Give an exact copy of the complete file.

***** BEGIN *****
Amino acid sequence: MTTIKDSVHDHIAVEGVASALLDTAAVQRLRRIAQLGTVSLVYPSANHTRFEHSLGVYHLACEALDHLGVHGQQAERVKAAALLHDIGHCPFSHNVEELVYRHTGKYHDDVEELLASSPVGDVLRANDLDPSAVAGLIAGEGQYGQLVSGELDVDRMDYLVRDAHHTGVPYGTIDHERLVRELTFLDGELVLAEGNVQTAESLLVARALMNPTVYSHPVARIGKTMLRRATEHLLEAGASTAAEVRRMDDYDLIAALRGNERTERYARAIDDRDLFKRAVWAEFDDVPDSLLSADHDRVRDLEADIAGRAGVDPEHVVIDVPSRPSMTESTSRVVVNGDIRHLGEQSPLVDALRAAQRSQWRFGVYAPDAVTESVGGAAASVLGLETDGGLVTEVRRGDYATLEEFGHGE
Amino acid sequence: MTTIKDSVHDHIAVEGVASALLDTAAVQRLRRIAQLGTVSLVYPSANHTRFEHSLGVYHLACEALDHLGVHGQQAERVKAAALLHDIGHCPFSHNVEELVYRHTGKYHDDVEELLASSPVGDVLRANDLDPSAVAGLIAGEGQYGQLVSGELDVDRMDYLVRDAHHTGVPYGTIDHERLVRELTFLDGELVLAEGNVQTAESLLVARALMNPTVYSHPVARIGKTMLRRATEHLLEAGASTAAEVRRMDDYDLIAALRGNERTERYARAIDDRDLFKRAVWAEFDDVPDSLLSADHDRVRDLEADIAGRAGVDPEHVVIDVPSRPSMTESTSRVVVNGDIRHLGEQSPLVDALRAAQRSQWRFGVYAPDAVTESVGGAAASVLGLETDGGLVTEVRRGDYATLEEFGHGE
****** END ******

Amino acid sequence: MTTIKDSVHDHIAVEGVASALLDTAAVQRLRRIAQLGTVSLVYPSANHTRFEHSLGVYHLACEALDHLGVHGQQAERVKAAALLHDIGHCPFSHNVEELVYRHTGKYHDDVEELLASSPVGDVLRANDLDPSAVAGLIAGEGQYGQLVSGELDVDRMDYLVRDAHHTGVPYGTIDHERLVRELTFLDGELVLAEGNVQTAESLLVARALMNPTVYSHPVARIGKTMLRRATEHLLEAGASTAAEVRRMDDYDLIAALRGNERTERYARAIDDRDLFKRAVWAEFDDVPDSLLSADHDRVRDLEADIAGRAGVDPEHVVIDVPSRPSMTESTSRVVVNGDIRHLGEQSPLVDALRAAQRSQWRFGVYAPDAVTESVGGAAASVLGLETDGGLVTEVRRGDYATLEEFGHGE
Amino acid sequence: MTTIKDSVHDHIAVEGVASALLDTAAVQRLRRIAQLGTVSLVYPSANHTRFEHSLGVYHLACEALDHLGVHGQQAERVKAAALLHDIGHCPFSHNVEELVYRHTGKYHDDVEELLASSPVGDVLRANDLDPSAVAGLIAGEGQYGQLVSGELDVDRMDYLVRDAHHTGVPYGTIDHERLVRELTFLDGELVLAEGNVQTAESLLVARALMNPTVYSHPVARIGKTMLRRATEHLLEAGASTAAEVRRMDDYDLIAALRGNERTERYARAIDDRDLFKRAVWAEFDDVPDSLLSADHDRVRDLEADIAGRAGVDPEHVVIDVPSRPSMTESTSRVVVNGDIRHLGEQSPLVDALRAAQRSQWRFGVYAPDAVTESVGGAAASVLGLETDGGLVTEVRRGDYATLEEFGHGE